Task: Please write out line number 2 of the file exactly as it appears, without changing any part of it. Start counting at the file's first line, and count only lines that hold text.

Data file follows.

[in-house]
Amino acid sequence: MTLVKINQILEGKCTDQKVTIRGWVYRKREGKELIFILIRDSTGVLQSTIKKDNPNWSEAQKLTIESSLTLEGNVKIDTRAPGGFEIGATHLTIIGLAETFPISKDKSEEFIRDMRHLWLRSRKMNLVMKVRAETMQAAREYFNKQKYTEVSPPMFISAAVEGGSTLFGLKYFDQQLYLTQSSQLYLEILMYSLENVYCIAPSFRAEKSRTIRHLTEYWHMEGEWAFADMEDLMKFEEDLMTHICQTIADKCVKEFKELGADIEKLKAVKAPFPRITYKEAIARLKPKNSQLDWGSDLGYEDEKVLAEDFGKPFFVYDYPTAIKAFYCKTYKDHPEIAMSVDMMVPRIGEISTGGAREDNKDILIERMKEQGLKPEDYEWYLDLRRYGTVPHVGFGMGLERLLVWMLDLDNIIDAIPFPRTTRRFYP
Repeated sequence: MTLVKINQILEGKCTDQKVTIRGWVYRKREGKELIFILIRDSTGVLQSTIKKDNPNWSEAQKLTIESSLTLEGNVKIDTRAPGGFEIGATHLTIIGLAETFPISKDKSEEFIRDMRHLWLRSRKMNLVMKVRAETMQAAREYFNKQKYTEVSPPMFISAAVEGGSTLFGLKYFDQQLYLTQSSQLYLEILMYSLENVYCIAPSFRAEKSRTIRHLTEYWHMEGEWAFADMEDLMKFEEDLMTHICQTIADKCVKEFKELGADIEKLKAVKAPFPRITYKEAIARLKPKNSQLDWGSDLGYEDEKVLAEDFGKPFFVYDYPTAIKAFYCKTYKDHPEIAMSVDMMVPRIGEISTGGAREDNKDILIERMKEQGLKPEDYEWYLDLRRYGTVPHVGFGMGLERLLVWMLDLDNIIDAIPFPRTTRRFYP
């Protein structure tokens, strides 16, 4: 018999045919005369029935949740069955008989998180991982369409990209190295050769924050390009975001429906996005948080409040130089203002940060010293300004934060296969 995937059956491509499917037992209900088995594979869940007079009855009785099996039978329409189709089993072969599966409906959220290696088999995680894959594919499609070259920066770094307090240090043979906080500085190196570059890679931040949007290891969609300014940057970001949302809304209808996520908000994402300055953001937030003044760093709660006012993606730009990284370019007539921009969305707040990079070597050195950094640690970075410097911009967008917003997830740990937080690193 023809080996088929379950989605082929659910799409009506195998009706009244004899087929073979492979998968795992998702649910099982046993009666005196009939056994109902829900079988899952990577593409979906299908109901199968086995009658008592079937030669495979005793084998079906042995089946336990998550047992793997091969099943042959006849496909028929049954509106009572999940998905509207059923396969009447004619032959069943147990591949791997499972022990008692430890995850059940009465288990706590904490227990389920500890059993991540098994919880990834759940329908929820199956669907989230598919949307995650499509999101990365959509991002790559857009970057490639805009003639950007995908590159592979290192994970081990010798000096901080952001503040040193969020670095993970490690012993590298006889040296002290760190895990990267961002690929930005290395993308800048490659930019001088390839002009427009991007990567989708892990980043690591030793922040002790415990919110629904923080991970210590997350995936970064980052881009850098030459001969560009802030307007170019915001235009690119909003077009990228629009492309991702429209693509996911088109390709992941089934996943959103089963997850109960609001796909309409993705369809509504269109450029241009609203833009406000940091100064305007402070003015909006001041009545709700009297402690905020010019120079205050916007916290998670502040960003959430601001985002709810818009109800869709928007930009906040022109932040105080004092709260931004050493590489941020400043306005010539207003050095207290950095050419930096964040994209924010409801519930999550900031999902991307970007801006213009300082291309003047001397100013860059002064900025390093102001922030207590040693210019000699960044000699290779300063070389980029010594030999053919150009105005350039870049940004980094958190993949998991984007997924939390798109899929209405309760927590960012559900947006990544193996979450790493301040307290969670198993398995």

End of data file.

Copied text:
Amino acid sequence: MTLVKINQILEGKCTDQKVTIRGWVYRKREGKELIFILIRDSTGVLQSTIKKDNPNWSEAQKLTIESSLTLEGNVKIDTRAPGGFEIGATHLTIIGLAETFPISKDKSEEFIRDMRHLWLRSRKMNLVMKVRAETMQAAREYFNKQKYTEVSPPMFISAAVEGGSTLFGLKYFDQQLYLTQSSQLYLEILMYSLENVYCIAPSFRAEKSRTIRHLTEYWHMEGEWAFADMEDLMKFEEDLMTHICQTIADKCVKEFKELGADIEKLKAVKAPFPRITYKEAIARLKPKNSQLDWGSDLGYEDEKVLAEDFGKPFFVYDYPTAIKAFYCKTYKDHPEIAMSVDMMVPRIGEISTGGAREDNKDILIERMKEQGLKPEDYEWYLDLRRYGTVPHVGFGMGLERLLVWMLDLDNIIDAIPFPRTTRRFYP